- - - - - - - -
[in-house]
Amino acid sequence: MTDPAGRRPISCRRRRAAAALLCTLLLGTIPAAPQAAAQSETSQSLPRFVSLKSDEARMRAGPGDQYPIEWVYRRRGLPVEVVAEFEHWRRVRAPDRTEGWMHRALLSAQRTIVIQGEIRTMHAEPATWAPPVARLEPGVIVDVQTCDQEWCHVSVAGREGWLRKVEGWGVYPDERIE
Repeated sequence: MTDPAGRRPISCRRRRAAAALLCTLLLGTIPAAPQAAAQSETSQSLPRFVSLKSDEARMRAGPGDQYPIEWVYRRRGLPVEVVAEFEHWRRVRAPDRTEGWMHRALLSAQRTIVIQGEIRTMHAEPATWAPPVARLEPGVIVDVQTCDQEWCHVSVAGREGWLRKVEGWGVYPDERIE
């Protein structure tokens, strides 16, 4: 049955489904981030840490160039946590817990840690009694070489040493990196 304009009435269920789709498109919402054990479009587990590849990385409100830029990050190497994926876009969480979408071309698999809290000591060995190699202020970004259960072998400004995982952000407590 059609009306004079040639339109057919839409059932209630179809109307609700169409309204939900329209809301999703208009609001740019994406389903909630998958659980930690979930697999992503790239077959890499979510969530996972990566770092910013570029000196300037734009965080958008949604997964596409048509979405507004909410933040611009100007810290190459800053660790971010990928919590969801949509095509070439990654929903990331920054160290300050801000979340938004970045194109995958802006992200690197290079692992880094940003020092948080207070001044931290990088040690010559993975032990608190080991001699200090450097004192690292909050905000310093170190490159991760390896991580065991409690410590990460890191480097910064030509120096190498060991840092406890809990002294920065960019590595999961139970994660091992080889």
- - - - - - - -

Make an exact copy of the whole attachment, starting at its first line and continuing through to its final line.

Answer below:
[in-house]
Amino acid sequence: MTDPAGRRPISCRRRRAAAALLCTLLLGTIPAAPQAAAQSETSQSLPRFVSLKSDEARMRAGPGDQYPIEWVYRRRGLPVEVVAEFEHWRRVRAPDRTEGWMHRALLSAQRTIVIQGEIRTMHAEPATWAPPVARLEPGVIVDVQTCDQEWCHVSVAGREGWLRKVEGWGVYPDERIE
Repeated sequence: MTDPAGRRPISCRRRRAAAALLCTLLLGTIPAAPQAAAQSETSQSLPRFVSLKSDEARMRAGPGDQYPIEWVYRRRGLPVEVVAEFEHWRRVRAPDRTEGWMHRALLSAQRTIVIQGEIRTMHAEPATWAPPVARLEPGVIVDVQTCDQEWCHVSVAGREGWLRKVEGWGVYPDERIE
């Protein structure tokens, strides 16, 4: 049955489904981030840490160039946590817990840690009694070489040493990196 304009009435269920789709498109919402054990479009587990590849990385409100830029990050190497994926876009969480979408071309698999809290000591060995190699202020970004259960072998400004995982952000407590 059609009306004079040639339109057919839409059932209630179809109307609700169409309204939900329209809301999703208009609001740019994406389903909630998958659980930690979930697999992503790239077959890499979510969530996972990566770092910013570029000196300037734009965080958008949604997964596409048509979405507004909410933040611009100007810290190459800053660790971010990928919590969801949509095509070439990654929903990331920054160290300050801000979340938004970045194109995958802006992200690197290079692992880094940003020092948080207070001044931290990088040690010559993975032990608190080991001699200090450097004192690292909050905000310093170190490159991760390896991580065991409690410590990460890191480097910064030509120096190498060991840092406890809990002294920065960019590595999961139970994660091992080889």